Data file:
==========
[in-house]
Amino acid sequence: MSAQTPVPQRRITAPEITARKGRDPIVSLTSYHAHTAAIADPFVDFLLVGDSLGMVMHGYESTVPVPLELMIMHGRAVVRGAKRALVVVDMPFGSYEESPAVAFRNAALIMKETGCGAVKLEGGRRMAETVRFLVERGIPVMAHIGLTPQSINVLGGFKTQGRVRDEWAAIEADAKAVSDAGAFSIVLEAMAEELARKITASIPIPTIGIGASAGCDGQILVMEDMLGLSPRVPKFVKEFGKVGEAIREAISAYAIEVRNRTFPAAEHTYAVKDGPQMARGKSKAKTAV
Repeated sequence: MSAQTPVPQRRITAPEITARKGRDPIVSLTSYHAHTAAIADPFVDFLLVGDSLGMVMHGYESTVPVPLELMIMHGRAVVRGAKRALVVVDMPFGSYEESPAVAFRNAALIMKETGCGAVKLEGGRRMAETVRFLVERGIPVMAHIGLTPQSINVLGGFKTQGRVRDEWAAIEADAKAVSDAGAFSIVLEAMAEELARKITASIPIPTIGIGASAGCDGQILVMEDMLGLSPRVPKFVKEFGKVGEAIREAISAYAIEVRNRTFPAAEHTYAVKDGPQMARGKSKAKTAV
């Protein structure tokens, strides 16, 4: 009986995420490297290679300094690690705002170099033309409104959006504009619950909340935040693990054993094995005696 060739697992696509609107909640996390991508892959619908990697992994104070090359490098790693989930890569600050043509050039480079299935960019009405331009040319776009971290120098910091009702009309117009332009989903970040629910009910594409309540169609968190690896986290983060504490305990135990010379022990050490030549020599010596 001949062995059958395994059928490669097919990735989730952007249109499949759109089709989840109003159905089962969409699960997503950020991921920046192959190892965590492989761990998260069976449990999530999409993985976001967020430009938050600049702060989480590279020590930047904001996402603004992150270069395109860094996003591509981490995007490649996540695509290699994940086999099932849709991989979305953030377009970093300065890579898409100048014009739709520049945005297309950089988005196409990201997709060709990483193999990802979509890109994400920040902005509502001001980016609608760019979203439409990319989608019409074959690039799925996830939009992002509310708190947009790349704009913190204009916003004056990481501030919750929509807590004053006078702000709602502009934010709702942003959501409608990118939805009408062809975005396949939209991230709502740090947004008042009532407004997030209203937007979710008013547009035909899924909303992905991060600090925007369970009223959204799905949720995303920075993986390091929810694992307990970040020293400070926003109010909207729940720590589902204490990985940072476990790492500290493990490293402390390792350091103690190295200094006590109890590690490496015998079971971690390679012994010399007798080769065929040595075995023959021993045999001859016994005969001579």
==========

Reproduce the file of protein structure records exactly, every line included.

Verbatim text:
[in-house]
Amino acid sequence: MSAQTPVPQRRITAPEITARKGRDPIVSLTSYHAHTAAIADPFVDFLLVGDSLGMVMHGYESTVPVPLELMIMHGRAVVRGAKRALVVVDMPFGSYEESPAVAFRNAALIMKETGCGAVKLEGGRRMAETVRFLVERGIPVMAHIGLTPQSINVLGGFKTQGRVRDEWAAIEADAKAVSDAGAFSIVLEAMAEELARKITASIPIPTIGIGASAGCDGQILVMEDMLGLSPRVPKFVKEFGKVGEAIREAISAYAIEVRNRTFPAAEHTYAVKDGPQMARGKSKAKTAV
Repeated sequence: MSAQTPVPQRRITAPEITARKGRDPIVSLTSYHAHTAAIADPFVDFLLVGDSLGMVMHGYESTVPVPLELMIMHGRAVVRGAKRALVVVDMPFGSYEESPAVAFRNAALIMKETGCGAVKLEGGRRMAETVRFLVERGIPVMAHIGLTPQSINVLGGFKTQGRVRDEWAAIEADAKAVSDAGAFSIVLEAMAEELARKITASIPIPTIGIGASAGCDGQILVMEDMLGLSPRVPKFVKEFGKVGEAIREAISAYAIEVRNRTFPAAEHTYAVKDGPQMARGKSKAKTAV
């Protein structure tokens, strides 16, 4: 009986995420490297290679300094690690705002170099033309409104959006504009619950909340935040693990054993094995005696 060739697992696509609107909640996390991508892959619908990697992994104070090359490098790693989930890569600050043509050039480079299935960019009405331009040319776009971290120098910091009702009309117009332009989903970040629910009910594409309540169609968190690896986290983060504490305990135990010379022990050490030549020599010596 001949062995059958395994059928490669097919990735989730952007249109499949759109089709989840109003159905089962969409699960997503950020991921920046192959190892965590492989761990998260069976449990999530999409993985976001967020430009938050600049702060989480590279020590930047904001996402603004992150270069395109860094996003591509981490995007490649996540695509290699994940086999099932849709991989979305953030377009970093300065890579898409100048014009739709520049945005297309950089988005196409990201997709060709990483193999990802979509890109994400920040902005509502001001980016609608760019979203439409990319989608019409074959690039799925996830939009992002509310708190947009790349704009913190204009916003004056990481501030919750929509807590004053006078702000709602502009934010709702942003959501409608990118939805009408062809975005396949939209991230709502740090947004008042009532407004997030209203937007979710008013547009035909899924909303992905991060600090925007369970009223959204799905949720995303920075993986390091929810694992307990970040020293400070926003109010909207729940720590589902204490990985940072476990790492500290493990490293402390390792350091103690190295200094006590109890590690490496015998079971971690390679012994010399007798080769065929040595075995023959021993045999001859016994005969001579």